How To Make Oil Of Oregano At Home – The Perfect Autumn Project To Prep For Cold And Flu Season

October 7th, 2014 - filed under: The Farm » Home

oil of oregano tutorial

EDITED TO ADD: HOME CANNING, INCLUDING PRESERVING IN OIL, CARRIES THE RISK OF FOOD BORNE ILLNESS SUCH AS BOTULISM. THIS IS RARE BUT POSSIBLE, AND MY OVERACTIVE INTEGRITY WON’T ALLOW ME TO *NOT* MENTION IT. IF YOU PLAN TO MAKE OIL INFUSIONS AT HOME, PLEASE READ THE CDC PAGE ON BOTULISM, AND PLEASE USE YOUR BEST JUDGEMENT. ESPECIALLY IF YOU HAVE KIDDOS. ♥

Oil of oregano is one of the most widely respected and commonly used herbal remedies. Just ask any crunchy mama about her go-to cure-all for colds, flus and everyday infections, and I’m willing to bet that 9 out of 10 will include this traditional medicine.

And luckily (and because I’m me, and I think it matters), science agrees! Oil of oregano has been laboratory tested again and again, and has proven itself as a powerful antibacterial and antifungal agent. Oil of oregano has successfully been shown to fight everything from candida yeast to protozoan parasites. So seriously, this isn’t just another “woo-woo” hippie fix. Oil of oregano is totally legit.

The only rub? This stuff’s expensive! Like, almost 15 bucks for an ounce that’s wild-crafted, and upwards of $30 for a bottle that’s certified organic!

Too rich for your blood? Yeah, me too. So how about you just make it yourself for roughly 25 cents per ounce. Here’s how . . .


oil of oregano recipe

You’ll need:

a large bunch of oregano – about 2 cups loose packed leaves
1 cup organic extra virgin olive oil

a muddler (or mortar + pestle, but a muddler is preferable)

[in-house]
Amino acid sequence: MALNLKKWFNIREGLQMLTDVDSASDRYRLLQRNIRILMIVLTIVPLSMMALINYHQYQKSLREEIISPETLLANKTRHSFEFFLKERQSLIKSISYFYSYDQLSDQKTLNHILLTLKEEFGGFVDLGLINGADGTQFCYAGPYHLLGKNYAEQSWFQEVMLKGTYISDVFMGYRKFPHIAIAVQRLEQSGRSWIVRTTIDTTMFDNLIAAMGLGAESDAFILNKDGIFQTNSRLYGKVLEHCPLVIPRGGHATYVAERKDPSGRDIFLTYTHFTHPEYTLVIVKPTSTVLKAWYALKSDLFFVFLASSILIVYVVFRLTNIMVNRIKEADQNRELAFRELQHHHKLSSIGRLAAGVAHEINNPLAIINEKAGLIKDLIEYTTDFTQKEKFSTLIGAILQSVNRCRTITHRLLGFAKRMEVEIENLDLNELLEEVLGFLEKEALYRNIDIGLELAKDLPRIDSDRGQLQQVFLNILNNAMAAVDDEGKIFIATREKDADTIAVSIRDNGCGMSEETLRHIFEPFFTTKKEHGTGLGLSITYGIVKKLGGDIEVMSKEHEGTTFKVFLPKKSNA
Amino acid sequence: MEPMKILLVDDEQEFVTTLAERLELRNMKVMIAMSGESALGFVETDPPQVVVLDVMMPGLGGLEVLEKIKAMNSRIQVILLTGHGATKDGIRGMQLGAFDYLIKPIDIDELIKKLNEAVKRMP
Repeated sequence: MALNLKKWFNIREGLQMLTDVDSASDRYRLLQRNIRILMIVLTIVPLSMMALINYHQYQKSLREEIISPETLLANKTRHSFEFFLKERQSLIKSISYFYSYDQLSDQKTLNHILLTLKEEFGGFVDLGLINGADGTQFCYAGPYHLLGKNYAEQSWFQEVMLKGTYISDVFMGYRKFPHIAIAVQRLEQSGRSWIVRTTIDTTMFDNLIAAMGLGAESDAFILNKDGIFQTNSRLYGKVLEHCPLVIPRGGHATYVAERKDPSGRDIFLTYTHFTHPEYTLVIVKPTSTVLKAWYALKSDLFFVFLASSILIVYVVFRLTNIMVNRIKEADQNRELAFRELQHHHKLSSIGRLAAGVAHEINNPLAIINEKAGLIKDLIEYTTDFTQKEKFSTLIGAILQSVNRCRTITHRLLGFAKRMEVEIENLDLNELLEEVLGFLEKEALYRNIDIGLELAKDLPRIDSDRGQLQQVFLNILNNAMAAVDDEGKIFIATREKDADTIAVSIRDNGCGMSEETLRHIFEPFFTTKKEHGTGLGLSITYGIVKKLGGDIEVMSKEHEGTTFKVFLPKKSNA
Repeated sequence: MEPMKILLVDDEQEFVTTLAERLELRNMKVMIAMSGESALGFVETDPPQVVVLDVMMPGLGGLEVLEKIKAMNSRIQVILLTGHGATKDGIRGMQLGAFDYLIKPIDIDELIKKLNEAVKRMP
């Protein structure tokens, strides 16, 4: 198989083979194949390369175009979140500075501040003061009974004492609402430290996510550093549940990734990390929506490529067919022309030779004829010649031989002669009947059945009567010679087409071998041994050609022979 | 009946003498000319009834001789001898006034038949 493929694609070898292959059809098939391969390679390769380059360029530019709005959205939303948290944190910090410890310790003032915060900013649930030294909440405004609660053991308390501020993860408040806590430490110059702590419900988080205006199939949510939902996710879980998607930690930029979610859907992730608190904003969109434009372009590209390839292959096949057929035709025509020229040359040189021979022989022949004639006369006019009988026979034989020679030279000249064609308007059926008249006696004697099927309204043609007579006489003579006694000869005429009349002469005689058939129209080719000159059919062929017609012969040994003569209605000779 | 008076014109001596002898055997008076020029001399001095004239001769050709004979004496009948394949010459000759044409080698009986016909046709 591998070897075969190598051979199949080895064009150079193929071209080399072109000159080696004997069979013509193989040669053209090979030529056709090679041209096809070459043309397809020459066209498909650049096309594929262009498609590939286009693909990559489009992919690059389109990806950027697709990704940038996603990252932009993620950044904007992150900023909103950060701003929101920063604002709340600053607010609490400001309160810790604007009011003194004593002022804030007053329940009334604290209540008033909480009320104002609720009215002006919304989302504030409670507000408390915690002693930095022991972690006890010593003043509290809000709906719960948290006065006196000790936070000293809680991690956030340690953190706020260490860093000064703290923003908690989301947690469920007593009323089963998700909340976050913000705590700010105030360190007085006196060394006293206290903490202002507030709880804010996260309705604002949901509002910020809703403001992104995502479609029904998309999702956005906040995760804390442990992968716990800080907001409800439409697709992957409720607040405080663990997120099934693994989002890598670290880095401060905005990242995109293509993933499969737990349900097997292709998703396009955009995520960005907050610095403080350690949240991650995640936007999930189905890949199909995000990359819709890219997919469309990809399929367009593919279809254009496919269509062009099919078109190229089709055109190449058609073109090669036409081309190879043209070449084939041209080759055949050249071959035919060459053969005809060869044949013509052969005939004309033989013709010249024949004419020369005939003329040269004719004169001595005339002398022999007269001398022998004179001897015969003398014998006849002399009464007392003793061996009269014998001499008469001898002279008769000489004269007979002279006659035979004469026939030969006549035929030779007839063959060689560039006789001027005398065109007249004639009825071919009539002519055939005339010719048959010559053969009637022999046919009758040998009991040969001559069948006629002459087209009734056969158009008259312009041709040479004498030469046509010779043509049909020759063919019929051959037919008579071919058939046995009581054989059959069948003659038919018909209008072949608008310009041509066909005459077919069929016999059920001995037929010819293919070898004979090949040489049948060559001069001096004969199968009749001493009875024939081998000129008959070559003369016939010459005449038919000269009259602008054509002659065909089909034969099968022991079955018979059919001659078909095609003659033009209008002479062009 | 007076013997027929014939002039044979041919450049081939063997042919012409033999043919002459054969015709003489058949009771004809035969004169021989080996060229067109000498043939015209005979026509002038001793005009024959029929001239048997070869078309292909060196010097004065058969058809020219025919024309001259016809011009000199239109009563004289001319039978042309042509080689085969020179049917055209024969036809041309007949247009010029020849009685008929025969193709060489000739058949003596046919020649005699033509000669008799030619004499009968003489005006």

a glass container with a lid, such as a canning jar


how to oil of oregano

Carefully wash the oregano with water, and pat it dry. Pluck the leaves from the stems (save the stems for your homemade veggie stock!) until you have about 2 cups worth of leaves.


oil of oregano how to

Transfer about a 1/2 cup of the oregano leaves to the glass container. Use the muddler to mush them around the bottom of the glass. You want to get them good and smooshed so the cell walls burst and they release their oils.

They’ll shrink down a lot, and quickly. Add the rest of the leaves about a 1/2 cup at a time, until all 2 cups have been muddled.


homemade oil of oregano

I love the light in these photos – it’s harsh, and it’s very yellow. That’s the light of autumn!

Now, pour the oil over the leaves and use the muddler to stir everything around a bit. It’s best if the oil is a little warm, which you can accomplish by using either a microwave or by letting the oil sit in a pot of hot water. Either way, it will help the infusion if the oil’s warm.

So add the organic olive oil and give it a stir.


oil of oregano homemade

Replace the lid. Now you wait.

The oil will need to infuse for at least a week, but ideally two. Keep it in a cool place away from direct sunlight, and give it a little shakey swirl every few days. It will darken to a rich brown color.

When it’s finished infusing, strain the oil using cheesecloth or a nut milk bag. Store the oil in a glass jar with a tight fitting lid, in the refrigerator, and administer as needed.